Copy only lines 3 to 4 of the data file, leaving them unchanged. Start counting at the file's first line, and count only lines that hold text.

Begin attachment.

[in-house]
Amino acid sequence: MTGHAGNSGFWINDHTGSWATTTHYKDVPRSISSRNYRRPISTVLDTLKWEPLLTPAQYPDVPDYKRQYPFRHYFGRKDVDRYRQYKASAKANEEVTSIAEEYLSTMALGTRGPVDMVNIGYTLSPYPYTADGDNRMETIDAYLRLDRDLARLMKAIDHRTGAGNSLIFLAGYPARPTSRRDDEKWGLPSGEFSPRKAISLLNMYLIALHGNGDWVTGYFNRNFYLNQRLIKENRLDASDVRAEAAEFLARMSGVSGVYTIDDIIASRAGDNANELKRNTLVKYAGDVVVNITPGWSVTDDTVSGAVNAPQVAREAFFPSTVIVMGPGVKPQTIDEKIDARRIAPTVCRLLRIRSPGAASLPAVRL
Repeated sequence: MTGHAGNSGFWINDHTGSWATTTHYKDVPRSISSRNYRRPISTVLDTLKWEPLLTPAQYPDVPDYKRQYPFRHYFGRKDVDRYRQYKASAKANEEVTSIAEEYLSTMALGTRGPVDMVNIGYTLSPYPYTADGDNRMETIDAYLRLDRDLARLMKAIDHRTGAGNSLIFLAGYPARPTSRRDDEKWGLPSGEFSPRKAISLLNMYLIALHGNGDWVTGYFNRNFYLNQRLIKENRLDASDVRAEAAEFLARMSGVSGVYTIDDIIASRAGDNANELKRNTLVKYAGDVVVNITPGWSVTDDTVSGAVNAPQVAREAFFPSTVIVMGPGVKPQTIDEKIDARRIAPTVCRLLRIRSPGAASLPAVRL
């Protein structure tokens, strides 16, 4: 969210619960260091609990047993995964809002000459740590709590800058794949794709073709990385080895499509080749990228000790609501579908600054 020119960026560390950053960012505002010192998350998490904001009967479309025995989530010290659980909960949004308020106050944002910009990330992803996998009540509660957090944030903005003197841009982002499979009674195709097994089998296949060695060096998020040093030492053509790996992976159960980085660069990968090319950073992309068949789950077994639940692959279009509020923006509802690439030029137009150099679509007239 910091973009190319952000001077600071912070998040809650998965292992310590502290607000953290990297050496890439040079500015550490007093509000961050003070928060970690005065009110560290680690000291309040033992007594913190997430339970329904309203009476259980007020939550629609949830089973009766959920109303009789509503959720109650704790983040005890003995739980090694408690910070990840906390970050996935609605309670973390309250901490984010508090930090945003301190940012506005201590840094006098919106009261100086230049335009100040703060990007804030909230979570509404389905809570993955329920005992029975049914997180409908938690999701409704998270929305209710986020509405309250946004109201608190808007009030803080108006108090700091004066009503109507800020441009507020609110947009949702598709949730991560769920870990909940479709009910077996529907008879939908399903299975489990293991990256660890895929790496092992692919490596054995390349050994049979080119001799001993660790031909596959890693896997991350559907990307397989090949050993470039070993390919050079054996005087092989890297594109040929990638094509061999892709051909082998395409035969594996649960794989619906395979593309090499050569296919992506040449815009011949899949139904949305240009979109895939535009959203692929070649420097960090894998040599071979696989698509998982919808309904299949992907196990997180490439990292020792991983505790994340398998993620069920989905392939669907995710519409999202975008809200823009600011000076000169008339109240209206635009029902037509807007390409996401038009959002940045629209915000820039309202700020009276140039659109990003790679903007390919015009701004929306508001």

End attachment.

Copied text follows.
Repeated sequence: MTGHAGNSGFWINDHTGSWATTTHYKDVPRSISSRNYRRPISTVLDTLKWEPLLTPAQYPDVPDYKRQYPFRHYFGRKDVDRYRQYKASAKANEEVTSIAEEYLSTMALGTRGPVDMVNIGYTLSPYPYTADGDNRMETIDAYLRLDRDLARLMKAIDHRTGAGNSLIFLAGYPARPTSRRDDEKWGLPSGEFSPRKAISLLNMYLIALHGNGDWVTGYFNRNFYLNQRLIKENRLDASDVRAEAAEFLARMSGVSGVYTIDDIIASRAGDNANELKRNTLVKYAGDVVVNITPGWSVTDDTVSGAVNAPQVAREAFFPSTVIVMGPGVKPQTIDEKIDARRIAPTVCRLLRIRSPGAASLPAVRL
């Protein structure tokens, strides 16, 4: 969210619960260091609990047993995964809002000459740590709590800058794949794709073709990385080895499509080749990228000790609501579908600054 020119960026560390950053960012505002010192998350998490904001009967479309025995989530010290659980909960949004308020106050944002910009990330992803996998009540509660957090944030903005003197841009982002499979009674195709097994089998296949060695060096998020040093030492053509790996992976159960980085660069990968090319950073992309068949789950077994639940692959279009509020923006509802690439030029137009150099679509007239 910091973009190319952000001077600071912070998040809650998965292992310590502290607000953290990297050496890439040079500015550490007093509000961050003070928060970690005065009110560290680690000291309040033992007594913190997430339970329904309203009476259980007020939550629609949830089973009766959920109303009789509503959720109650704790983040005890003995739980090694408690910070990840906390970050996935609605309670973390309250901490984010508090930090945003301190940012506005201590840094006098919106009261100086230049335009100040703060990007804030909230979570509404389905809570993955329920005992029975049914997180409908938690999701409704998270929305209710986020509405309250946004109201608190808007009030803080108006108090700091004066009503109507800020441009507020609110947009949702598709949730991560769920870990909940479709009910077996529907008879939908399903299975489990293991990256660890895929790496092992692919490596054995390349050994049979080119001799001993660790031909596959890693896997991350559907990307397989090949050993470039070993390919050079054996005087092989890297594109040929990638094509061999892709051909082998395409035969594996649960794989619906395979593309090499050569296919992506040449815009011949899949139904949305240009979109895939535009959203692929070649420097960090894998040599071979696989698509998982919808309904299949992907196990997180490439990292020792991983505790994340398998993620069920989905392939669907995710519409999202975008809200823009600011000076000169008339109240209206635009029902037509807007390409996401038009959002940045629209915000820039309202700020009276140039659109990003790679903007390919015009701004929306508001």